This is a public service announcement
Sponsored by Joshua Vowles and the good folks at One Foot Down
Fellow Notre Dame basketball followers, it is with the utmost pride and sincerity that I present this quick recap as a living testament and recollection of history in the making during the Niele Ivey era.
Allow her to reintroduce herself
Her name is Miles, OH, Olivia Miles
(I can’t come up with a good rhyme but you get the idea...)
Olivia Miles, Notre Dame’s redshirt freshman guard currently ranking second in the country in assists per game (only behind some girl at Iowa named Caitlin Clark), powered 5-seed Notre Dame past 12-seed Massachusetts in the Irish’s (24-8, 12-5 ACC) return to the NCAA Tournament for the first time since their national championship game loss to Baylor in 2019.
The first-round matchup with the Minutewomen (26-7, 11-4 Atlantic 10) marked second-year head coach Niele Ivey’s first trip to the Big Dance while at the helm of her alma mater, and the start to the game was about as good as she could have asked for offensively. (The only downsides of the first quarter were that the preceding Oregon-Belmont game on ESPN2 went to double overtime and watchespn.com is an utterly useless website; relatedly, the Bleacher Report app and its play-by-play list are a godsend).
Dara Mabrey got the hot start rolling with a three-pointer just under 20 seconds into the contest, and the senior guard followed that with another long-range bomb within the game’s first minute. After that the Irish turned to their inside force as graduate forward Maya Dodson hit back-to-back layups to put them up 10-2. The margin was never closer than six for the rest of the game.
Throughout the first quarter the Irish steadily stretched their lead by getting out in transition and getting to the rim — color commentator Brooke Weisbrod rather colorfully (see what I did there?) described it as a “hurry-up” offense with the way ND was throwing the ball ahead on the break — building a 32-17 lead after the first stanza.
The second quarter looked to be more of the same, but thanks to six Notre Dame turnovers turning into seven points for UMass, plus the Minutewomen asserting themselves with physical play, the lead ever so steadily shrank until the sixth and final turnover of the half for Notre Dame allowed UMass to drain a half-court buzzer beater to make it a 49-41 game.
Breen hits a half court shot right before the buzzer to bring UMASS within 8 at the half ‼️#MarchMadness x @UMassWBB pic.twitter.com/czdq1tpRgq— NCAA March Madness (@MarchMadnessWBB) March 20, 2022
The third period saw an ugly start for both teams as it took nearly two minutes until UMass broke the scoring lid with a layup. On four occasions the Minutewomen cut the Notre Dame lead to six, but timely buckets from Mabrey, sophomore forward Maddy Westbeld and junior guard Anaya Peoples (plus a bailout foul late in the shot clock by UMass) allowed the Irish to maintain the slightest of breathing room and to take a 67-59 lead into the final quarter.
And then, the show really began. If Miles’ stat sheet-stuffing numbers went under the radar through the first three quarters (eight points, nine rebounds, eight assists), the fourth was her time to shine.
She opened the stanza with a rebound to get double-digit boards, scored a layup to do the same scoring wise and then assisted a three-pointer apiece to Mabrey and Westbeld to become just the second Notre Dame women’s player to ever record a triple-double in an NCAA Tournament game. Another rebound and a third three-point assist to fellow freshman guard Sonia Citron (plus one final layup for good measure) brought Miles to her final stat-line of 12 points, 11 rebounds and 11 assists.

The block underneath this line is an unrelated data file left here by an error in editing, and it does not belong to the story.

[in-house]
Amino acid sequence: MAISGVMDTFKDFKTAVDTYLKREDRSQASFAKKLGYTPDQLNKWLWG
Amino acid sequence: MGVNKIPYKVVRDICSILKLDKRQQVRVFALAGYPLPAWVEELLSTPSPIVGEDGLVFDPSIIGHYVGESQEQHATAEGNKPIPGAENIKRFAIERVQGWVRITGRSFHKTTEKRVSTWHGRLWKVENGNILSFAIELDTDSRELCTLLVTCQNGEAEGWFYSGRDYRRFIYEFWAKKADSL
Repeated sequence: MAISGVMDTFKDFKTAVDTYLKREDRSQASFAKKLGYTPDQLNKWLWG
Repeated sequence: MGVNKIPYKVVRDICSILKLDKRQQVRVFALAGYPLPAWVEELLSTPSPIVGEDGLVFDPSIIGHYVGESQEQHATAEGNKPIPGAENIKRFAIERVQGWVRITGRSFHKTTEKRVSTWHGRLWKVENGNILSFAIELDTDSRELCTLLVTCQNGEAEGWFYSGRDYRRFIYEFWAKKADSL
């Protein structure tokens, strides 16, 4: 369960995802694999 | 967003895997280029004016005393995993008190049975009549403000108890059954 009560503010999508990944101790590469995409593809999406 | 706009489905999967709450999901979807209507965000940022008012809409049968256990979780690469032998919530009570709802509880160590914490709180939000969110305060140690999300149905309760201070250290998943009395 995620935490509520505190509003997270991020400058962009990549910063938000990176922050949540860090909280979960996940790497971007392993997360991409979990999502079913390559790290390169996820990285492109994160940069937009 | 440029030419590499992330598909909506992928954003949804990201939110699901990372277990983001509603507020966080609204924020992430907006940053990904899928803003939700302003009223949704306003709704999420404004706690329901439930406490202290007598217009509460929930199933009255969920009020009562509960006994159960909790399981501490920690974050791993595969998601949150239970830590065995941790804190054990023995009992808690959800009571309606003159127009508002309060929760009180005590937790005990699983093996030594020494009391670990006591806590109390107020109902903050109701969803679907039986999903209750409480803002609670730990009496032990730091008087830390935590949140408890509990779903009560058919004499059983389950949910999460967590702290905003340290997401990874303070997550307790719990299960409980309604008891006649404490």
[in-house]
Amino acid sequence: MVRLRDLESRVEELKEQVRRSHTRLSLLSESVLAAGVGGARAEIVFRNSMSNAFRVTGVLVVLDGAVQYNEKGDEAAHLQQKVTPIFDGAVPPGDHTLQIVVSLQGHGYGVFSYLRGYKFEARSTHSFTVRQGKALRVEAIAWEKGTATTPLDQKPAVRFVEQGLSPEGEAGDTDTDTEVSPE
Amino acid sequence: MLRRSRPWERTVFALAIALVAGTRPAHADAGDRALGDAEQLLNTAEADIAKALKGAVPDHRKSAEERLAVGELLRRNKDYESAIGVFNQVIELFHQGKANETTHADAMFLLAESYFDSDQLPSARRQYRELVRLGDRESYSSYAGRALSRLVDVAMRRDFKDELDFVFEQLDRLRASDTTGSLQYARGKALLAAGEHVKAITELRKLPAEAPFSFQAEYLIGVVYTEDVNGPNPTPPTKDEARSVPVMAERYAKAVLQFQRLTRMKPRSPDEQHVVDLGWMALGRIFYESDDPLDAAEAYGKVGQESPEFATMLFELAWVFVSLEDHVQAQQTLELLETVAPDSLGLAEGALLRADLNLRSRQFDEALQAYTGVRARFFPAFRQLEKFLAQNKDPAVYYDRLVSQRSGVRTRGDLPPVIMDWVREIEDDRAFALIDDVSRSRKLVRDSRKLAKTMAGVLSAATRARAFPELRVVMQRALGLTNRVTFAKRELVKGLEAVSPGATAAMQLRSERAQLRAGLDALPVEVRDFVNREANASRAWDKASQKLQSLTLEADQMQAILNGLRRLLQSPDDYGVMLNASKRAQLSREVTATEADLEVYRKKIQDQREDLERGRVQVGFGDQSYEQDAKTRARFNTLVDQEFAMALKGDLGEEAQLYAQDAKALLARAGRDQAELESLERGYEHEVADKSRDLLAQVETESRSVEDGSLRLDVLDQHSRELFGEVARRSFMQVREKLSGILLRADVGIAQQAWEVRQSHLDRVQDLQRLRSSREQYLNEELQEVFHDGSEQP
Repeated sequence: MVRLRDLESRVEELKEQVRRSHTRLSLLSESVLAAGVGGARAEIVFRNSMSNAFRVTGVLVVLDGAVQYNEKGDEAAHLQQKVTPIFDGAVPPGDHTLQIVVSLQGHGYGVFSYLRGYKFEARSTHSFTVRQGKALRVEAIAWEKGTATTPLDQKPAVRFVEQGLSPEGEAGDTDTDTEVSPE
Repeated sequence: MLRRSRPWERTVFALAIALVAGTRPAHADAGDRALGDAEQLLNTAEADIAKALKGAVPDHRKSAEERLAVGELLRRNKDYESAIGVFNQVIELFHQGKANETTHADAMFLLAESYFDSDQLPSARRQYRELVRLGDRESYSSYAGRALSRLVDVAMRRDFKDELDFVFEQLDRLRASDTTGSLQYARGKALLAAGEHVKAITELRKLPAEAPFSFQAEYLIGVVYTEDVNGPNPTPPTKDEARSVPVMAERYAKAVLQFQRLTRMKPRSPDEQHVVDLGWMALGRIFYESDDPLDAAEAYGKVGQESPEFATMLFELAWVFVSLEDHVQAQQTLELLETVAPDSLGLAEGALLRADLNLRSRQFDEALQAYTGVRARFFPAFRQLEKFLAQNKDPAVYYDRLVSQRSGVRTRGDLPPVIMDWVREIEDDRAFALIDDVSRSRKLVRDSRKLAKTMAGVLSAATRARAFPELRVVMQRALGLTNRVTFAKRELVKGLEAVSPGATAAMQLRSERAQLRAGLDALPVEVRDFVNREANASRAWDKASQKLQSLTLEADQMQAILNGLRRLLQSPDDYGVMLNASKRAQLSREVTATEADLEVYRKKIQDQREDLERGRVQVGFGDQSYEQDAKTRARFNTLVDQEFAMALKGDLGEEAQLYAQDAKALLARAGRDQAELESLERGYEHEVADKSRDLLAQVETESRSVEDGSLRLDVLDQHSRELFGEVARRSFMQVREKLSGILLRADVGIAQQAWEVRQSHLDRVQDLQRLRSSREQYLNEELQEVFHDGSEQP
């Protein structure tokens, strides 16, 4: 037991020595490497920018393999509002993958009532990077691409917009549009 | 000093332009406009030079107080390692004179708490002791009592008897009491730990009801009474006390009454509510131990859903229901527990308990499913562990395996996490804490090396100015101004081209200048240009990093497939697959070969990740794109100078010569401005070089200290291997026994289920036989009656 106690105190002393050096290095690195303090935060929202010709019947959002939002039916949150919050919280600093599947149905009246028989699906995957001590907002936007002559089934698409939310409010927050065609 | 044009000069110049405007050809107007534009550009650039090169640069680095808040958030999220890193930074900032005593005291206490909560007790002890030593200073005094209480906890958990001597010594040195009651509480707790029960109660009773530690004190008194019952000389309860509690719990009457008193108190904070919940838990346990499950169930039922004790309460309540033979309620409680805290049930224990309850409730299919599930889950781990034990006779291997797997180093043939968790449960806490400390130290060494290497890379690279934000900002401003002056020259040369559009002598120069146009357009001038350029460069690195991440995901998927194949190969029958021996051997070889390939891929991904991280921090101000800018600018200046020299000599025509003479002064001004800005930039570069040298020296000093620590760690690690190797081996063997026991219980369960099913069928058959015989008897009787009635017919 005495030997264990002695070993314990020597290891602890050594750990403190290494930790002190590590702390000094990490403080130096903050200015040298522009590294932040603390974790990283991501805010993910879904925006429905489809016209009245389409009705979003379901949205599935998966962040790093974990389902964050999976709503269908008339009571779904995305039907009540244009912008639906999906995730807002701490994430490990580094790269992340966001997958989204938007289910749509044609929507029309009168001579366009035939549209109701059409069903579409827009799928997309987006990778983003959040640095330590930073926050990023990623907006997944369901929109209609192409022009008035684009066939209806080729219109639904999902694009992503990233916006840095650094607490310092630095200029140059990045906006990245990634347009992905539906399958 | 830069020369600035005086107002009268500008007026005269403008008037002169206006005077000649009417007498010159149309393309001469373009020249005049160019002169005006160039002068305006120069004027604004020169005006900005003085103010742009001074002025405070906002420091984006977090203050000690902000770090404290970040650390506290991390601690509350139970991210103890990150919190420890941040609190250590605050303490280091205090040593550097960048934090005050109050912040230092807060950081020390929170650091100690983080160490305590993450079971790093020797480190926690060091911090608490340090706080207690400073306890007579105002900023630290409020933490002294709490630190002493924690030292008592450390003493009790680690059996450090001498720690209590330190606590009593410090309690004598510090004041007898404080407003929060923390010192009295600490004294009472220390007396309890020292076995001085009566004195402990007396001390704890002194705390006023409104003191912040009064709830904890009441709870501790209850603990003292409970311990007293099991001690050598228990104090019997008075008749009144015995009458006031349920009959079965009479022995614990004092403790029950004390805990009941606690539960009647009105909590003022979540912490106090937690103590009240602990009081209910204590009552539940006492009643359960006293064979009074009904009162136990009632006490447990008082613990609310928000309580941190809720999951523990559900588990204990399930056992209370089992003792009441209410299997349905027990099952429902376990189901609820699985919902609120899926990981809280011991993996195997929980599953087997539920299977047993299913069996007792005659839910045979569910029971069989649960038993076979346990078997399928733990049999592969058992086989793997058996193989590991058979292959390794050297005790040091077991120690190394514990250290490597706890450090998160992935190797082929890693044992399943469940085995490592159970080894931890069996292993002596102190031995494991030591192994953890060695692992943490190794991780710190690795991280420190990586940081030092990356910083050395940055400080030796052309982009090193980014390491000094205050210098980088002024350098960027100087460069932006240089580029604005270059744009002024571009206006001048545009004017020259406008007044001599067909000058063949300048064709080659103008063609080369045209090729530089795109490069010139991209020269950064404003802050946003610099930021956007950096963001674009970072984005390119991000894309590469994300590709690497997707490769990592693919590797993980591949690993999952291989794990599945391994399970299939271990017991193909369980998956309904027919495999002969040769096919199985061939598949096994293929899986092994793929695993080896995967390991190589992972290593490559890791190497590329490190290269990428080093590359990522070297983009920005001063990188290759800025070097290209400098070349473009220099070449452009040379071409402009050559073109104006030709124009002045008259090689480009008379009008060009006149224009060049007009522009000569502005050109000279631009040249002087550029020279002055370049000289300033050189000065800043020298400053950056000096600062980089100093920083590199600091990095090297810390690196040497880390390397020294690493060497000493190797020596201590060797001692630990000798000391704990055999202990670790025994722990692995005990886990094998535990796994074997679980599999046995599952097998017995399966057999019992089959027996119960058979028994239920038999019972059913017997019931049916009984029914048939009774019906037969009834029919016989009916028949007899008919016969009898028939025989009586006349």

The court vision Olivia Miles has is UNREAL! #MarchMadness x @ndwbb pic.twitter.com/A3w1kRbFUy— NCAA March Madness (@MarchMadnessWBB) March 20, 2022
Miles’ exceptional play aside, it was a team effort for the Irish. Westbeld led all Irish scorers with 19 while Mabrey and Dodson chipped in 18 apiece. All nine of Citron’s points came in the fourth quarter. Not to be outdone, Minutewomen graduate student forward Sam Been recorded a season-high 31 points in the loss.
Notre Dame will return to the court Monday to face the winner of 4-seed Oklahoma (24-8, 12-6 Big 12), first- and second-round host team, and 13-seed IUPUI (24-4, 18-4 Horizon). Should they win that game the Irish would have a date with the winner of 1-seed N.C. State and 9-seed Kansas State on Saturday. The Irish bested the then-No. 3 Wolfpack (30-3, 17-1 ACC) by a score of 69-66 on Feb. 1.
Odds and Ends
- This was Notre Dame’s 27 NCAA Tournament appearance; it was just the third ever appears for UMass (and the first since 1998).
- Skylar Diggins-Smith was formerly the only Notre Dame women’s player to record a triple-double in the NCAA Tournament when she recorded 22 points, 10 rebounds and 11 assists against Maryland in the Elite Eight on Mar. 27, 2012
- Miles recorded another triple-double of her own this season with 11 points, 13 rebounds and 13 assists at Valparaiso on Dec. 8; she has now tied Diggins-Smith and Jackie young for the most career triple-doubles (2) in Notre Dame women’s history.
- Today was junior forward Sam Brunelle’s 21st birthday; it’s the fourth Irish basketball birthday this week after men’s players Blake Wesley (Mar. 16), Elijah Morgan (Mar. 18) and Prentiss Hubb (Mar. 19).
- Abby Prohaska returned to the court for the first time since Feb. 1 against N.C. State; the TV broadcast crew reported that Notre Dame had not drawn a single charge in her absence.
- It is a law of nature at this point that Olivia Miles has to have at least one highlight reel place per game:
Olivia Miles' is impressive... look at this finish! #MarchMadness x @ndwbb pic.twitter.com/O30a5W1XrH— NCAA March Madness (@MarchMadnessWBB) March 20, 2022